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The star of “Pecorino’s First Concert” is back, this time at the ballpark. Pecorino is a silly boy whose mother has signed him up to play Little League. He’s got three problems with that: he doesn’t have any gum to chew, he’s never hit a baseball and he’s never caught a baseball. He eventually gets some gum, he doesn’t hit a baseball, and all he needs to do so his team can win the big game is to catch the ball that’s just been hit his way! It’s a fun and funny story with many humorous observations about the national pastime. The grinning, thick-bodied players bring added humor to the basepaths.


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  • by Alan Madison and AnnaLaura Cantone
  • Ages 4-8
  • Published in 2006
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Playing Right Field

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Every kid knows that right field is where the not-so-good baseball players play. Welch’s nameless hero knows that too and he doesn’t have to wait for his assigned position. He knows exactly where to go and he knows what he’ll be doing: watching the dandelions grow. Until he sees that a ball is coming right at him! Welch tells the story in easy rhymes and Simont’s gentle watercolors create the perfect Saturday afternoon ballgame. His body language for the kids is spot on.


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  • by Willy Welch and Marc Simont
  • Ages 4-8
  • Published in 1995
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Out of the Ballpark

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Better known as AROD, celebrity author Alex Rodriguez is one of the best baseball players in the game. This thinly disguised autobiographical look at an incident from AROD’s childhood stars a kid named Alex who’s playing terribly even though his team – the Caribes - is winning. Alex is determined to help them win the championship so he spends even more time practicing until he gets it right. You can’t go wrong with the book’s message about the payoff of hard work. Terrific art by Morrison showcases the lanky kids and the movements of the game with an expressive, active style.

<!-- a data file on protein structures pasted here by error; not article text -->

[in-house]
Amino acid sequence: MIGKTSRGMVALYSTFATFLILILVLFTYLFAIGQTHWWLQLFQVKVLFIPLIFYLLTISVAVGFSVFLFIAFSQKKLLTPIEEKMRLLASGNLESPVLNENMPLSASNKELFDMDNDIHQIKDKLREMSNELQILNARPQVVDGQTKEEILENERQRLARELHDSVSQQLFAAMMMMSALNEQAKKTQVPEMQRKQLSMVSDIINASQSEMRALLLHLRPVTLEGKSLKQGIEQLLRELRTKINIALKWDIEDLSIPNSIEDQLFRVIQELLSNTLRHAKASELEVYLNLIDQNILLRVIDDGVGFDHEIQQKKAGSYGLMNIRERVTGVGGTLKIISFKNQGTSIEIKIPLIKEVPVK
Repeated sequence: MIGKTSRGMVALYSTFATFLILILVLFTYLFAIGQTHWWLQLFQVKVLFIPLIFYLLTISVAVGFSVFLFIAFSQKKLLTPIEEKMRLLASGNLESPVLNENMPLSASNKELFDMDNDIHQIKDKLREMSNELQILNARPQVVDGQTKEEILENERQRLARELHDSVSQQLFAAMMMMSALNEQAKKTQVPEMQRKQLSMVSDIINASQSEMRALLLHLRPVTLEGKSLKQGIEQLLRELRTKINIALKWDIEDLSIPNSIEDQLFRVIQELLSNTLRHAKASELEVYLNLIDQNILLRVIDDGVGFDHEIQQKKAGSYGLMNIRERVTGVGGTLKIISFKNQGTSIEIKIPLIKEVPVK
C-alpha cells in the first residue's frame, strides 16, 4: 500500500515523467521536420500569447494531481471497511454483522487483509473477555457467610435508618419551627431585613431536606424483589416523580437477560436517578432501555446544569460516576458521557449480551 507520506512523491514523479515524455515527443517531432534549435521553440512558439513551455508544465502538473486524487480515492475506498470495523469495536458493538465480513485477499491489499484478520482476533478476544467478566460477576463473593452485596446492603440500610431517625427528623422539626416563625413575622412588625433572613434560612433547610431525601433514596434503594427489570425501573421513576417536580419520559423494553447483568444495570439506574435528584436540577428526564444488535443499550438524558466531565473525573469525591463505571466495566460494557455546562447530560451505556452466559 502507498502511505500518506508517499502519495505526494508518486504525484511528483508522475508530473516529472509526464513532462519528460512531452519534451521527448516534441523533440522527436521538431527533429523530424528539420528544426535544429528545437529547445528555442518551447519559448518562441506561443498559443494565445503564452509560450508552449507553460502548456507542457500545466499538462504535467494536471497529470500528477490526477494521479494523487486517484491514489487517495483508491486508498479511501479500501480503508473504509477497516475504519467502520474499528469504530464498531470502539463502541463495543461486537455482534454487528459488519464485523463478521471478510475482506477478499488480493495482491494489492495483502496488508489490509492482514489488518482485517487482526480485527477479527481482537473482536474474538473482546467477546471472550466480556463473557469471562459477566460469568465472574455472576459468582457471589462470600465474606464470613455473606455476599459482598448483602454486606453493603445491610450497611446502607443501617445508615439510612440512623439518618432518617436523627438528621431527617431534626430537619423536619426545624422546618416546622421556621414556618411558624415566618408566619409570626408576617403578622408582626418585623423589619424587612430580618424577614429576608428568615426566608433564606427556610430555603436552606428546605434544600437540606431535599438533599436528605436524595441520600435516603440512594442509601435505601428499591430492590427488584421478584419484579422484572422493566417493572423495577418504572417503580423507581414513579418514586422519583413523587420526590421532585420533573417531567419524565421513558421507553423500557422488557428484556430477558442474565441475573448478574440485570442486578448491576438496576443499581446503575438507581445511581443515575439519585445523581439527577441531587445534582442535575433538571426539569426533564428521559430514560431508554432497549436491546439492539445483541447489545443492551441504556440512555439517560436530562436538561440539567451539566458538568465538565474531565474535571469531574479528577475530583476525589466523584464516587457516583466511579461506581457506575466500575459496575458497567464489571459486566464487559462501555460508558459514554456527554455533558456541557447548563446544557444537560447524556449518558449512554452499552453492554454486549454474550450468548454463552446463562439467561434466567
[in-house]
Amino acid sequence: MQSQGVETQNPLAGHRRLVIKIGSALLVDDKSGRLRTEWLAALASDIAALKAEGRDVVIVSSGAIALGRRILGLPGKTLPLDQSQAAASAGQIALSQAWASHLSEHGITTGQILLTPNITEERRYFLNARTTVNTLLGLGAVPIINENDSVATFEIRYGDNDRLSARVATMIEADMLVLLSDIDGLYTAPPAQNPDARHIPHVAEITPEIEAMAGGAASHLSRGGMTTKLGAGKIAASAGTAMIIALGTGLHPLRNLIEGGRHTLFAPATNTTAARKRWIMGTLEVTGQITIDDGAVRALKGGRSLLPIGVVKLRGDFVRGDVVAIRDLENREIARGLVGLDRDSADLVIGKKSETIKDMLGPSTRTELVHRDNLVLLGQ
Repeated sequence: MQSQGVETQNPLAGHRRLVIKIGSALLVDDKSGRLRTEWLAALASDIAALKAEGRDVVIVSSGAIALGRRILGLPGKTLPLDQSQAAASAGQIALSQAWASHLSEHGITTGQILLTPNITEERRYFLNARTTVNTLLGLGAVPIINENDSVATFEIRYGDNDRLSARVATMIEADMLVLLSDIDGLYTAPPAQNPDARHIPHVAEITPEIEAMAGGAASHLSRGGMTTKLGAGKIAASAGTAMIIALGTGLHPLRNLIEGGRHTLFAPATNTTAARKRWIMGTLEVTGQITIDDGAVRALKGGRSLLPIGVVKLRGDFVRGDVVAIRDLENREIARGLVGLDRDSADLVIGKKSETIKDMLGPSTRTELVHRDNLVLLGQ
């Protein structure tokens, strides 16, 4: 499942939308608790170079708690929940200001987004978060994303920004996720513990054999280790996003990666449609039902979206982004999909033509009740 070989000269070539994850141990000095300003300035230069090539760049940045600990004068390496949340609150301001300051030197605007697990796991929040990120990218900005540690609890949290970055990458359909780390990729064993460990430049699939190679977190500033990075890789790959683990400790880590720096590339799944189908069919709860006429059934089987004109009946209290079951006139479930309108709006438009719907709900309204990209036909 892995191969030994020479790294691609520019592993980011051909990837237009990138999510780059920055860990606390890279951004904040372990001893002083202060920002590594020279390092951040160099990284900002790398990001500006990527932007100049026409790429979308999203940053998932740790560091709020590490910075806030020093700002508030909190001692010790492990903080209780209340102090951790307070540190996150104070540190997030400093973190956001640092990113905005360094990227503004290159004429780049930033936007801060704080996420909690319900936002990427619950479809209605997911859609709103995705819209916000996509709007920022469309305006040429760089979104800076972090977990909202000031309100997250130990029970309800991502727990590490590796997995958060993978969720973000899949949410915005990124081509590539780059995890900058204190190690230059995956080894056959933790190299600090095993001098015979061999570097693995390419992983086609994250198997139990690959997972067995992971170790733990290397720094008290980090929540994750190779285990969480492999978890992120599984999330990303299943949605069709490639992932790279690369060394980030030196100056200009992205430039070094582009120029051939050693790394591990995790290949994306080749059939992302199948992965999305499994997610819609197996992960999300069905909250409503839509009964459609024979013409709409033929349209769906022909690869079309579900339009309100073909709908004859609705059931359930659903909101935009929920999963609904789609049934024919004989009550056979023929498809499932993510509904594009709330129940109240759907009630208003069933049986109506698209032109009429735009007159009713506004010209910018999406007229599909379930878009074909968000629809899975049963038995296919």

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  • by Alex Rodriguez and Frank Morrison
  • Ages 4-8
  • Published in 2007
  • AROD!
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Nick Plays Baseball

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Nick loves baseball and only wishes he had practice every day instead of every week. The championship game is coming up and Coach Brian puts Nick and his co-ed teammates through their drills. Isadora provides an excellent breakdown of the game’s fundamentals – hitting, batting, base-running, rules, and tips (“Don’t pick flowers in the outfield!”) – framed by the story of Nick and the team’s big game. Her watercolor illustrations bring both the game and the rules to life.


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  • by Rachel Isadora
  • Ages 4-8
  • Published in 2001
  • Baseball fundamentals